Registering to vote is a privilege; failing to do so has consequences


Chris Vega

At least once a year, there comes a time where we, as Americans, can make our voices heard by voting in our local elections.

On Oct. 12, the Louisiana Gubernatorial Election will be held in which we will have the chance to decide our next governor, lieutenant governor and a multitude of other state and local offices. Although state elections do not seem as important as national elections, it is still paramount to participate in them and to register to vote.

The worrying attitude that I see among people my age is the reluctance and disinterest in our political process. I find most people my age are completely uninformed when it comes to the issues of today, when elections are and who is running. Even if they are aware of the election date, they do not view it as important enough to actually go out and vote. Some of them never even bother registering to vote either because they do not want to or they are not aware how to.

Every American citizen over the age of 18 is eligible to register 20 days before an election but according to the most recent U.S. Census Bureau estimate, 21.4% of Americans are not registered to vote.

Given our current political climate, it is very tempting to ignore our elections and to avoid everything that has to do with the government.

I completely understand the temptation to become disillusioned with the elections. Our political discourse is extremely toxic, but it is important to remember it has no relevance towards your vote. Since national politics dominate the news cycle, it is easy to assume it also dominates our local elections. This simply is not the case. Our elections themselves, especially at the state and local level, do not have to be tainted by that sort of toxic discourse if you do not want them to be. People vote for a variety of different reasons, and simply showing up on election day does not mean that you engage with the circus that is our national politics.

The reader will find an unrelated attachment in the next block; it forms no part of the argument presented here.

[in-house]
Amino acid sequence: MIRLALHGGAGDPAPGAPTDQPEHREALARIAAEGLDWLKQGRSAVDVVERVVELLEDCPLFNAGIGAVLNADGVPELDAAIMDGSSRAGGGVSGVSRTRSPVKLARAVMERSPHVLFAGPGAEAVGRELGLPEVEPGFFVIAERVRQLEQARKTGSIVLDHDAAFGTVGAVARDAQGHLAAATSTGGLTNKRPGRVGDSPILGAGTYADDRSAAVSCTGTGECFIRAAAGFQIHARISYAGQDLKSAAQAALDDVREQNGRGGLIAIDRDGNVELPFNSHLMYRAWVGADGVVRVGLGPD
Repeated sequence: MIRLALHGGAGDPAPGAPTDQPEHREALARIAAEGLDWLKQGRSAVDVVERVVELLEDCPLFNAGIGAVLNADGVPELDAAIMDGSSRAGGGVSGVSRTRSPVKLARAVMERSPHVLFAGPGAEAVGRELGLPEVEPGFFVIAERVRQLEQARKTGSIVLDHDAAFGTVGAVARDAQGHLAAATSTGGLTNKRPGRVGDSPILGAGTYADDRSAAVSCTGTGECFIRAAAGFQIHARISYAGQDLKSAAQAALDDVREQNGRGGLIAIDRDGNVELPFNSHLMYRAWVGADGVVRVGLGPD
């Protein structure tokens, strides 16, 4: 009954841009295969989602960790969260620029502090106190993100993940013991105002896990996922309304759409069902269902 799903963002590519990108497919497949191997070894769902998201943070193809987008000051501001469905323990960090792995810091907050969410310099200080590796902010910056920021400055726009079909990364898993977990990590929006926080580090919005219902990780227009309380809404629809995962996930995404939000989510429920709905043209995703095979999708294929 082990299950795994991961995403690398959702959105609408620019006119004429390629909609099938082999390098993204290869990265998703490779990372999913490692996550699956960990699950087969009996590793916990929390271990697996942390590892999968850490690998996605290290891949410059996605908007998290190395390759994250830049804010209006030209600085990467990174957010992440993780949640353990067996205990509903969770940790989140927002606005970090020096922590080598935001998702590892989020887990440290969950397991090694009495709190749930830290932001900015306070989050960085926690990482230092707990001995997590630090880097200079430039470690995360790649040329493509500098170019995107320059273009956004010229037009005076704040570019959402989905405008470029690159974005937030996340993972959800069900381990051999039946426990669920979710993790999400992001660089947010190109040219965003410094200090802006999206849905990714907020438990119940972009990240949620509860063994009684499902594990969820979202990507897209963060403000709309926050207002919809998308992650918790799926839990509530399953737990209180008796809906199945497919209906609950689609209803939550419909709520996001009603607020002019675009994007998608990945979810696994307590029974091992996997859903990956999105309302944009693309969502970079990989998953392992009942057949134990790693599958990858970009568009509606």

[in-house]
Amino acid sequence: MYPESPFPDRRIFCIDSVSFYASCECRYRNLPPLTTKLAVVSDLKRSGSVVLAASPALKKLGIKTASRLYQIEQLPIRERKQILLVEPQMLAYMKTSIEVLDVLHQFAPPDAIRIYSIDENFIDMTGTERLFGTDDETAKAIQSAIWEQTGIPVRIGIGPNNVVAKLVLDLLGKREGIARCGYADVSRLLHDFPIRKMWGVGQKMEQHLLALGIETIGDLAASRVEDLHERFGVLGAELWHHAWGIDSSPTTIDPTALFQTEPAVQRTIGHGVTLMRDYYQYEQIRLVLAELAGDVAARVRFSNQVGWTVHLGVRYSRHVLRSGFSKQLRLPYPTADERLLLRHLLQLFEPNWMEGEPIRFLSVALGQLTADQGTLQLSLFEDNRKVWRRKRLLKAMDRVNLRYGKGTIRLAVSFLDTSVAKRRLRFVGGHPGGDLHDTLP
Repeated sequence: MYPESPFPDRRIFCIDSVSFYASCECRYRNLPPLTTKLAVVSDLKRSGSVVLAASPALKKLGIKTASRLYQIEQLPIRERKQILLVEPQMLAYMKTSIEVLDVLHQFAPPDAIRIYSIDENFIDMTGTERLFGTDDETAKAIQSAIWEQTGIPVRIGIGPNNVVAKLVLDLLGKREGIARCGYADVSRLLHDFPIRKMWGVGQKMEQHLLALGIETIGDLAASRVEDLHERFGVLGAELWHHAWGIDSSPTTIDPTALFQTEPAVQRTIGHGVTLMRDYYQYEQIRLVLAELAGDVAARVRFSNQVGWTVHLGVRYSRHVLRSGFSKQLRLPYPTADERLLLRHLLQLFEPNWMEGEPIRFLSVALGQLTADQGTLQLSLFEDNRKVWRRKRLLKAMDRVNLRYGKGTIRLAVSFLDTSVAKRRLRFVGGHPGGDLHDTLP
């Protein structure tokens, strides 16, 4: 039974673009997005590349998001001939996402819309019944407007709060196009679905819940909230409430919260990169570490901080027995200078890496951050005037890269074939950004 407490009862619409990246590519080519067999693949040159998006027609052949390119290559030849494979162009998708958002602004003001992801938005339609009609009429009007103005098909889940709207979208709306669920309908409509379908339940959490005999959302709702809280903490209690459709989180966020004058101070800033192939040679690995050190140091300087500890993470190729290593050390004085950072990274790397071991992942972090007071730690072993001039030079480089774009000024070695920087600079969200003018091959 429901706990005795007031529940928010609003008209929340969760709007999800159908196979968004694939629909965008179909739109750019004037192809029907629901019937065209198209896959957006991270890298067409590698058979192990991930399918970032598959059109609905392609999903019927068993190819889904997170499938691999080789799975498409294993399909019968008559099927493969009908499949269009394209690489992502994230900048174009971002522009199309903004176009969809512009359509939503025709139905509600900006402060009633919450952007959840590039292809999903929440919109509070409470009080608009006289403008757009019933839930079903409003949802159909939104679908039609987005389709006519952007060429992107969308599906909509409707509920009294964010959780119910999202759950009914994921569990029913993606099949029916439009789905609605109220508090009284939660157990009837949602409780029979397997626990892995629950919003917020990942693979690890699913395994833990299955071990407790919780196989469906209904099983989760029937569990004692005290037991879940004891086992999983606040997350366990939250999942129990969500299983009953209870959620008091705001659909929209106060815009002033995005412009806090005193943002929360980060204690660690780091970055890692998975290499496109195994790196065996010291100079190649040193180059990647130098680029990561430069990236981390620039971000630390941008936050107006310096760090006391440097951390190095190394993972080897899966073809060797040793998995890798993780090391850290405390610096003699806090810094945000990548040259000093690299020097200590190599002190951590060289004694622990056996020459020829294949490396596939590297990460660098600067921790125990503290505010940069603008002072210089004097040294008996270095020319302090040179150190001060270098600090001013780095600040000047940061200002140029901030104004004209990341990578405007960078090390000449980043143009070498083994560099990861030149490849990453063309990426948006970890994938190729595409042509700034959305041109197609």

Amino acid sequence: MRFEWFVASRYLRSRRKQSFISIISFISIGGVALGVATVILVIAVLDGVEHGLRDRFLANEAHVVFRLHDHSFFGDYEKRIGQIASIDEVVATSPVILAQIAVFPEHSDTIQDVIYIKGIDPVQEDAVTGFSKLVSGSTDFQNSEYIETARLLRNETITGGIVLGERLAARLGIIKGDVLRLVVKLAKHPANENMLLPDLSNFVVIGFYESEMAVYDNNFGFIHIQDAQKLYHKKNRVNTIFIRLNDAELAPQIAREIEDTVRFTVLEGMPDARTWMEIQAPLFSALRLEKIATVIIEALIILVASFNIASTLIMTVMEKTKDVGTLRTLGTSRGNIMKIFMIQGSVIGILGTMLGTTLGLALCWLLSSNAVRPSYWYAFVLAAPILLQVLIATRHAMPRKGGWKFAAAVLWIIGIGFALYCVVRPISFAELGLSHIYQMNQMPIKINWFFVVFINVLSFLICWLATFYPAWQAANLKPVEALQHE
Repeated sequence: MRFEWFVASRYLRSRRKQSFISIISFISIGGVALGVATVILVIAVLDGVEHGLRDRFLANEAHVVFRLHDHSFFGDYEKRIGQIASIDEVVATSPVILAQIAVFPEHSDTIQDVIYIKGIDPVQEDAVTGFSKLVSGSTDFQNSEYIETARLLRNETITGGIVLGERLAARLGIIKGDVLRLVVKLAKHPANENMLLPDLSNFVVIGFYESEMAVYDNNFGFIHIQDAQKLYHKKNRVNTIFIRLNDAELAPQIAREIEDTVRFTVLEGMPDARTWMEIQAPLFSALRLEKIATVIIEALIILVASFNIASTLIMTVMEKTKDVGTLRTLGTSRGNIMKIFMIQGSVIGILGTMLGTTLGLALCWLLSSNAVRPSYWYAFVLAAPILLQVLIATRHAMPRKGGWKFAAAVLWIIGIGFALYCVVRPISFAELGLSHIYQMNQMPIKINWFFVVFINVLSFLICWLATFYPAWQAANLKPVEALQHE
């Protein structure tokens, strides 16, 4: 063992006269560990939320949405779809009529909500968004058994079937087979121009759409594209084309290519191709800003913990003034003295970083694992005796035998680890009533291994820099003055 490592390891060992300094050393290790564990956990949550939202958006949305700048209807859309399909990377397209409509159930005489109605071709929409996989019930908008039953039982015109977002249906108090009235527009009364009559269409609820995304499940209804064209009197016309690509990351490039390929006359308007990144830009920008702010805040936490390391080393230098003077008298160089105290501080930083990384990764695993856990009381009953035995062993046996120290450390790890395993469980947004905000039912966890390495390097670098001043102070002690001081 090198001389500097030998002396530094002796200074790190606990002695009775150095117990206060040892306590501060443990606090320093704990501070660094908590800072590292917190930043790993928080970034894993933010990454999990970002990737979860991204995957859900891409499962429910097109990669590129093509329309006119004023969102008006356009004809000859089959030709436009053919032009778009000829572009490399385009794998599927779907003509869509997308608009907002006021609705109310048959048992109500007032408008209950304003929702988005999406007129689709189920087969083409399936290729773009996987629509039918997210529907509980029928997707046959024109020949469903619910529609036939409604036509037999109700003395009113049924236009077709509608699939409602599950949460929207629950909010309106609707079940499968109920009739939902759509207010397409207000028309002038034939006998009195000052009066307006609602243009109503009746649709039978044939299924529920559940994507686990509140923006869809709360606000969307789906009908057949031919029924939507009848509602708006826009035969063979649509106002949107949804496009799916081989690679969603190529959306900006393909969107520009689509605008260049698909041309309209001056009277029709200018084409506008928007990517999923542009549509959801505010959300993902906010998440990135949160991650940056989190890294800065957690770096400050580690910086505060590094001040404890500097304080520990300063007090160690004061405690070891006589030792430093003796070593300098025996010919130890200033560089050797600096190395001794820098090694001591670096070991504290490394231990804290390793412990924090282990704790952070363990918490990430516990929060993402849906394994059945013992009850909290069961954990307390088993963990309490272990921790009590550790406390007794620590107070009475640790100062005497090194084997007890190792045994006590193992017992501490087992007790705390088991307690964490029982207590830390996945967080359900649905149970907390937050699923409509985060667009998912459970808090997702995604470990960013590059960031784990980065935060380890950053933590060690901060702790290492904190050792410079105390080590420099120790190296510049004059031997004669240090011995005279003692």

There are some skeptics and naysayers who say that your vote does not matter. Do not listen to them. Your vote is your voice. Our system and our leaders are by no means perfect, but sitting on the sidelines and refusing to register is not going to change anything.

Voting is our primary form of government participation. Even if you do not realize it, elections have consequences on your everyday life. Our elected officials make decisions on a daily basis that effect us. This is especially true at the local level where choices about regional schooling and infrastructure are made. In Louisiana, proposed amendments to our state constitution are put to a public vote before they are ratified. If you do not vote for your leaders, then you have no say in these decisions.

We often times forget how much of a privilege it is to live in a republic where we get to have a say in our government. It is a privilege that our ancestors throughout the years fought and died for the Americans to have the right to vote.

This October, you have the chance to make your voice heard and change this state for the better. No matter who you decide to vote for, you will be making an impact on this state by simply casting your ballot. Every election matters, even if it does not seem very exciting.

Getting to have a say in who our leaders are is invaluable. If you have not yet registered to vote, then your voice will be ignored.